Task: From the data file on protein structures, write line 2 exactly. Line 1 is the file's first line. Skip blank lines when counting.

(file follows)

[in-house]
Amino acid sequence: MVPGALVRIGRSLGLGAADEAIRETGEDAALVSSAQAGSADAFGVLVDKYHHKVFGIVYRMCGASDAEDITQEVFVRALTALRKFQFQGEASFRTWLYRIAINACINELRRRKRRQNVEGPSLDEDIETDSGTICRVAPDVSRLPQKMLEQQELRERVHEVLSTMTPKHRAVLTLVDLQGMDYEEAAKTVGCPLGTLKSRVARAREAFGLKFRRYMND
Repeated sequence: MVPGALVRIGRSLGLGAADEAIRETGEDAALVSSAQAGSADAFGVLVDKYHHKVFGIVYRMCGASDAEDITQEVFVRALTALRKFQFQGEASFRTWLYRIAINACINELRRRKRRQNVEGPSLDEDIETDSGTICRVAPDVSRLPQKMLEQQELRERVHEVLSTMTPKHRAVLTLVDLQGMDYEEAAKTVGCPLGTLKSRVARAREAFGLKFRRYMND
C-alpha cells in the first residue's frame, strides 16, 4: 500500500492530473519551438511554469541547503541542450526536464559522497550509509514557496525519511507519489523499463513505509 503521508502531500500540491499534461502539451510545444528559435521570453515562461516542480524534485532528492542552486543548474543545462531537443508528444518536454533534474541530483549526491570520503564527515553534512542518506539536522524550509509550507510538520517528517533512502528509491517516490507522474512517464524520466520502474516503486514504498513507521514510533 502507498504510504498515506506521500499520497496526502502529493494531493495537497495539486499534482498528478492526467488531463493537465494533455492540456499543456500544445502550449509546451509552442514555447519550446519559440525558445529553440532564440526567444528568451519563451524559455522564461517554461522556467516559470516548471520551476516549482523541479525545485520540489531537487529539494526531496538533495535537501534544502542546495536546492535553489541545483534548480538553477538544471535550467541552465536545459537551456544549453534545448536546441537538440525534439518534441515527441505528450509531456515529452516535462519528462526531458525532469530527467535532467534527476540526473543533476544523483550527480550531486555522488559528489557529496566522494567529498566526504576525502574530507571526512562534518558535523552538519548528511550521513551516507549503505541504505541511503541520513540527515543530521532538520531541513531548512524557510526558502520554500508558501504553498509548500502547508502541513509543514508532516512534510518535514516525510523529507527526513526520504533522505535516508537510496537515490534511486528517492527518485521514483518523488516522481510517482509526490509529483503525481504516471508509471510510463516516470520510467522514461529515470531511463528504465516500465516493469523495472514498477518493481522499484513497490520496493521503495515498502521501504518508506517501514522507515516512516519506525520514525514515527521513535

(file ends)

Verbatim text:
Amino acid sequence: MVPGALVRIGRSLGLGAADEAIRETGEDAALVSSAQAGSADAFGVLVDKYHHKVFGIVYRMCGASDAEDITQEVFVRALTALRKFQFQGEASFRTWLYRIAINACINELRRRKRRQNVEGPSLDEDIETDSGTICRVAPDVSRLPQKMLEQQELRERVHEVLSTMTPKHRAVLTLVDLQGMDYEEAAKTVGCPLGTLKSRVARAREAFGLKFRRYMND